Critical Realism and Literary Theory

I've been busy. I've been after the in-breaking of Critical Realism in literary theory. Here's why:

In 1975, Roy Bhaskar, a philosopher of science, published A Realist Theory of Science, in which he affirms fallibism (he acknowledges that knowledge is socially constructed and relativistic). He maintains, however, that there exists an objective reality quite independent of our knowledge of it, and that this reality is stratified, with layers of depth that subjective knowledge can penetrate while never reaching the bottom. After subsequent publications, and after breaking into the field of sociology, Bhaskar's theories became known as Critical Realism. I contend that Critical Realism should also break into literature in order to provide a counter to the post-postmodern condition in three ways: By resurrecting the human agent from her burial under socialization, by providing a model for coping with the arbitrariness of signs, and by providing a method for provisionally evaluating truth propositions.

Margaret Archer, a prominent Critical Realist sociologist, terms the subject buried under socialization Society's Being: "Society's Being thus impoverishes humanity, by subtracting from our human powers and accrediting all of them--selfhood, reflexivity, thought, memory, emotionality and belief--to society's discourse." And yet, Archer argues that “Society's being requires [a] sense of self in order for a social agent to know that social obligations pertain to her.” This self is what prioritizes between physical wellbeing, performative skill in the workplace, and social self-worth. The self is not subsumed by social identity; they are placed in a dialectical relationship. Archer would no doubt prescribe that we turn off the television long enough to spend some time thinking for ourselves instead of being blinded by a flood of images.

Norman Fairclough, Bob Jessop, and Andrew Sayer have embarked on a project to integrate semiosis (the creation of meaning) into Critical Realism's account of social structure. They would argue that the arbitrary nature of signs has been so problematic because hermeneutics has focused solely on determining the meaning of a text. Their solution is to give even-handed attention to the effects of words by considering them more like chemicals in a complex reaction, to validate the extra-semiotic dimension of reading, and realize that meaning is not found in words but the subjects who read them. They would advise us to quit fixating on words as symbols which may or may not point to objects in the world, and to instead realize that words are more like events which take place in socially situated contexts.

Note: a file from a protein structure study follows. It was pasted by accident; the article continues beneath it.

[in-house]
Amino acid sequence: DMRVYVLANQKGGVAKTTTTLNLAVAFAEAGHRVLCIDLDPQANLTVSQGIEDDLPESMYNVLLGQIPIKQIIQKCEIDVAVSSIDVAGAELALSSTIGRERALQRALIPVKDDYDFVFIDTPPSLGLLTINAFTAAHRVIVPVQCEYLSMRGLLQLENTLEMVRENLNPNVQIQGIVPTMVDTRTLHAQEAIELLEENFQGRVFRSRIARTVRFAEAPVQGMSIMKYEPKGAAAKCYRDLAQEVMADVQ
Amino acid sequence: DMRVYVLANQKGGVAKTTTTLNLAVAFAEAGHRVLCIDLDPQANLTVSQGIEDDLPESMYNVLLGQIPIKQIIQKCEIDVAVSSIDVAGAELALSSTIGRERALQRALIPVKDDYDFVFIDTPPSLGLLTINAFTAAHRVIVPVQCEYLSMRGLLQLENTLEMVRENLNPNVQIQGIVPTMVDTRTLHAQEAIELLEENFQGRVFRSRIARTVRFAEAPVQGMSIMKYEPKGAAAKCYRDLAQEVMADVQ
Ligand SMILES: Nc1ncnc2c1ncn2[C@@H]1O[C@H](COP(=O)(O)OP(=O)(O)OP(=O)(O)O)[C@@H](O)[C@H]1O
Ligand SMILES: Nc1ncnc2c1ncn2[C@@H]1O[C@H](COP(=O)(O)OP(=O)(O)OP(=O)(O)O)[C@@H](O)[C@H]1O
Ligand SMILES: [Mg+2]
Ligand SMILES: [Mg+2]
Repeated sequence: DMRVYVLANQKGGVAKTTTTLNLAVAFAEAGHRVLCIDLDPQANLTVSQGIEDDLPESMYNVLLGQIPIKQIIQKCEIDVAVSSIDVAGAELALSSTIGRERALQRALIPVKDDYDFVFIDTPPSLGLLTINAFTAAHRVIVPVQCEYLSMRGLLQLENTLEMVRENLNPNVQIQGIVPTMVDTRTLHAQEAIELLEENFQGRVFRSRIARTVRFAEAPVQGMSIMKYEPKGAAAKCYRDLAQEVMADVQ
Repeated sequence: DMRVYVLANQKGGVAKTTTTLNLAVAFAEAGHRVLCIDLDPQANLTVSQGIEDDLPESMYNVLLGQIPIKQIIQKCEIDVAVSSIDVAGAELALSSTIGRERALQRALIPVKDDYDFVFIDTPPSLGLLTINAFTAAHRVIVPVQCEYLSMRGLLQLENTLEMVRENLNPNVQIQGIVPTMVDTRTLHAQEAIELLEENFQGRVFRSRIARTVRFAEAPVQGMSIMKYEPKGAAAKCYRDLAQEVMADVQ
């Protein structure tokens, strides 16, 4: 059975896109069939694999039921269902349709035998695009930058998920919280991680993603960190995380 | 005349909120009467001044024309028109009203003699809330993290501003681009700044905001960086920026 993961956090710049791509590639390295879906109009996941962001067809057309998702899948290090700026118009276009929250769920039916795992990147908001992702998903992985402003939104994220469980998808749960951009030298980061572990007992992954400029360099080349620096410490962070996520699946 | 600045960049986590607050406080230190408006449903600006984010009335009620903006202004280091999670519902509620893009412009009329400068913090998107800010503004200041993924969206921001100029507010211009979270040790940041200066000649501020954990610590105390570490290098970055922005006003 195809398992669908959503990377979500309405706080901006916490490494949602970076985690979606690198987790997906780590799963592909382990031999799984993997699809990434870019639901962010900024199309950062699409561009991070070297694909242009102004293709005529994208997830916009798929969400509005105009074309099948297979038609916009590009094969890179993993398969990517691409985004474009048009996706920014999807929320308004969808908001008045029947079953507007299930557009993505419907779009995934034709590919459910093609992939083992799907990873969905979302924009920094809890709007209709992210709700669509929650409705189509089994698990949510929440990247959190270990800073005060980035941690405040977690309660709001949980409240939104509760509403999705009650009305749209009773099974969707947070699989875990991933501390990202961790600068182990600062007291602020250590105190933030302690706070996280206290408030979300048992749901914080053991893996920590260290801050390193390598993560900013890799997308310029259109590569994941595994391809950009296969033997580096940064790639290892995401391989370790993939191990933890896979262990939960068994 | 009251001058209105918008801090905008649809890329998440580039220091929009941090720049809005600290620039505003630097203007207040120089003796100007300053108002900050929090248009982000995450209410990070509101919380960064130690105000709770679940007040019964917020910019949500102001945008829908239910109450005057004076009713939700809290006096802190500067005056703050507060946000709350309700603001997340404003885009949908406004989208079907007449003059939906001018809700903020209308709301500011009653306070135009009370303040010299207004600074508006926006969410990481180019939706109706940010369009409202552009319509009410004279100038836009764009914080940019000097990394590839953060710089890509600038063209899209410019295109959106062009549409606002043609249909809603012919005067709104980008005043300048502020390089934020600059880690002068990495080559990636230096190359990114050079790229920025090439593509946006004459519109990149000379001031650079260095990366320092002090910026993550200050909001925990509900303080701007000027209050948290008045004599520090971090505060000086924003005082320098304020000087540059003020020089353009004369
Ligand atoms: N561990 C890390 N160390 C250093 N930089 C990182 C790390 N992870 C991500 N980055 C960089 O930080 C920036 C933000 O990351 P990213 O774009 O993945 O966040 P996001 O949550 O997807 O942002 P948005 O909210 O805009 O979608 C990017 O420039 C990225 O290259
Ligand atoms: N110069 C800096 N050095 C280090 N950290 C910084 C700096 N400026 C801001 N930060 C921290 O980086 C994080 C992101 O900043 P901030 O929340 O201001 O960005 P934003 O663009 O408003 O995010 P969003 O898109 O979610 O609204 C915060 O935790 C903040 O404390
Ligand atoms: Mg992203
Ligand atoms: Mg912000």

Ruth Groff is a Critical Realist whose most recent monograph expounds upon a theory of truth which posits that propositions are true if and only if what they claim is actually the case. Because all knowledge is theory-laden and therefore fallible, propositions can never be said to be definitively true. Groff believes, however, that we can be reasonably justified in believing a proposition is true when any opposing propositions that can be falsified have been eliminated, when any remaining propositions wield less explanatory power, and when an interdisciplinary consensus has been reached that belief in a given proposition is justified. She might advise us to quit opting out of passing provisional judgment on things.

I recently presented this in the context of a paper at the South Central MLA.


Nick said...

See, I knew if I posted you soon would. I'm crediting myself with this return to form, just like I blamed you for my head story.

Nick said...

Should break into *literature* or into *literary criticism?*

The latter I understand, but otherwise I don't see what this has to do with telling stories. PoMo hardly has a stranglehold on scribblers.

Bryan Tarpley said...

how pomo affects scribblers, or rather the entire publishing industry, deserves a separate post. i think the most immediate effect of pomo has been a surrender, culture-wide, to a flood of unevaluated images. this has led to * allowing the media to do the collective "thinking" (which is more like reacting), * engendering a schizophrenic public with low attention spans (siphoning off readers of anything that doesn't immediately stimulate), * making the publishing houses more and more pragmatic and opportunistic and market-driven in order to survive.

Greg McKinzie said...

Okay, I'll bite.

@ Fairclough, et al.: Can the solution to the hermeneutical fixation *solely* on the meaning of the text be legitimately compensated by an assertion that meaning is *not* found in words [as signs]. It seems to me that it would be much more reasonable given the problem to say that meaning is not *only* found in the semiotic function but also in the performative function of words (to say nothing of the author's subjectivity).

@ Groff: Isn't the elimination of opposing propositions, the determination of explanatory power, and the evaluation of even interdisciplinary assumptions precisely the epistemic problem that beleaguers the pomo discussion of truth. It seems kind of facile to say that if we could do these things, we would have a fair set of criteria for determining truth. Doesn't the question continue to be about how we accomplish those tasks?

Bryan Tarpley said...

greg, i responded to part of your bite in my latest post. thanks for the conversation ;)